2. Wayne then jumps to one of the lowest-key 'harmful' quotes from the 2001 TV Guide. Given that the quote has Lucas specifically referring to EU materials as being "outside my little universe", some might find Wayne's direct jump rather peculiar. However, Wayne chooses instead to bold the section wherein Lucas mentions that a lot of people make a lot of Star Wars-brand stories. He then points out the bolded portion, quotes it yet again, and goes so far as to claim that there is "No distinction between "his" Star Wars and EU Star Wars".
Of course Wayne is simply ignoring the "outside my little universe" portion. That's why Wayne's direct jump had to occur that way . . . since Wayne had freshly dismissed the separate universe idea, he presumably felt he could ride the wave of that right through the TV Guide quote. He then tries to reinforce his view by restating his thesis, noting: "You'll see this stated every time he discusses the different venues in which Star Wars presents itself."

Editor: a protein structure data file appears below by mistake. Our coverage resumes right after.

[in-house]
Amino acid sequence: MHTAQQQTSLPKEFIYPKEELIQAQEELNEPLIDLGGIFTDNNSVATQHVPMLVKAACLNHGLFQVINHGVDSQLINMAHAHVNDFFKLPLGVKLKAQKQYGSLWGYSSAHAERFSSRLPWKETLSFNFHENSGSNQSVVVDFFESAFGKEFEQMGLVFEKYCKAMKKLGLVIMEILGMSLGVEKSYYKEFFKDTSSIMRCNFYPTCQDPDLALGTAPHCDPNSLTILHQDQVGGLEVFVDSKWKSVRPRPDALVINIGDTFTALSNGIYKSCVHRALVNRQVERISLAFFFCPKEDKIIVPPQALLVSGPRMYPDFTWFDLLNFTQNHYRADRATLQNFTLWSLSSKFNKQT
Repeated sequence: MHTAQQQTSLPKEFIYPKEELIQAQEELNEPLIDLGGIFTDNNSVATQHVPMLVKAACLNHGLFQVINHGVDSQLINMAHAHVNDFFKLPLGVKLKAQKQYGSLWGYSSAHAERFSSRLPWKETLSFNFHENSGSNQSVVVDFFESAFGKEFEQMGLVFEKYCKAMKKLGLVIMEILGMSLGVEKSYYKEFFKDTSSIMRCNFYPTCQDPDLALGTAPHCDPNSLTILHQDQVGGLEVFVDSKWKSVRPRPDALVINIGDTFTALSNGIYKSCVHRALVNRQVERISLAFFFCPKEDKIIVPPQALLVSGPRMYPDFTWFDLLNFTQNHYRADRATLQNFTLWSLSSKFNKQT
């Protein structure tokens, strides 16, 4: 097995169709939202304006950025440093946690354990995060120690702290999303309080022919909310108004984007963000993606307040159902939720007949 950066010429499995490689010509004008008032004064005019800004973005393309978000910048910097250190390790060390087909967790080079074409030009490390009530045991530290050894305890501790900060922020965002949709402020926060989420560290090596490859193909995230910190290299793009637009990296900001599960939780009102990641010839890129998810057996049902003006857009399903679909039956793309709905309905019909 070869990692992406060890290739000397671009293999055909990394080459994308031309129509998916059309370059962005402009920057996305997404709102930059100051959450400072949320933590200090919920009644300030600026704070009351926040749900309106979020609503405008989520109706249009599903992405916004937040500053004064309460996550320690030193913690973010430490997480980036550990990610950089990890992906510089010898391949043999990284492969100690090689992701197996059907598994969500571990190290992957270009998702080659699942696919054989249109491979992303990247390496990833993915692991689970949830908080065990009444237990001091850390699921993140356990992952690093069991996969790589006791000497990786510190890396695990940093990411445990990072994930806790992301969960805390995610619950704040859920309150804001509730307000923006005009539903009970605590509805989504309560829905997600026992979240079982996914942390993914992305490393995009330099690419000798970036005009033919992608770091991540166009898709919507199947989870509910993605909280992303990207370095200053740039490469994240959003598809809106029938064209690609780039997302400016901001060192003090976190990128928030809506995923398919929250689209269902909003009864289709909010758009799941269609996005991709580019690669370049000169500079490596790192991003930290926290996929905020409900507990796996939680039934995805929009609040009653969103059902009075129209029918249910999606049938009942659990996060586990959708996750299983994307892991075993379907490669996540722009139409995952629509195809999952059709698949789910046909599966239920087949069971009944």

In other words, Wayne has dealt with the oft-used TV Guide quote via bypassing the parts which hurt his position, claiming the contrary, and instead claiming that the quote only refers to production (or "venue"), with no applicability to canon or continuity whatsoever.
3. Wayne then moves to a safer quote that actually does deal with questions on production, insofar as the Star Wars brand continuing beyond Lucas. While it might've been tactically superior to use a quote on continuity that was even stronger than the 1994 Splinter quote, Wayne's problem was twofold. First, there are none available, since all the canon and continuity quotes are 'harmful'. Second, the production claim and the construction of his persuasive essay required him to focus on production at this juncture.
Lucas makes one of his many statements that Episode III would be the last film, and (elsewhere in the Chung interview) repeats a statement he's been making since the '70s that his successful theatrical movies are going to bankroll his more esoteric and exploratory personal films. The part that interests Wayne is where Lucas says there will be no more films and that no one else will be making Star Wars films (echoing his statement in September 2004 that he's locked it up so no one else can do SW films),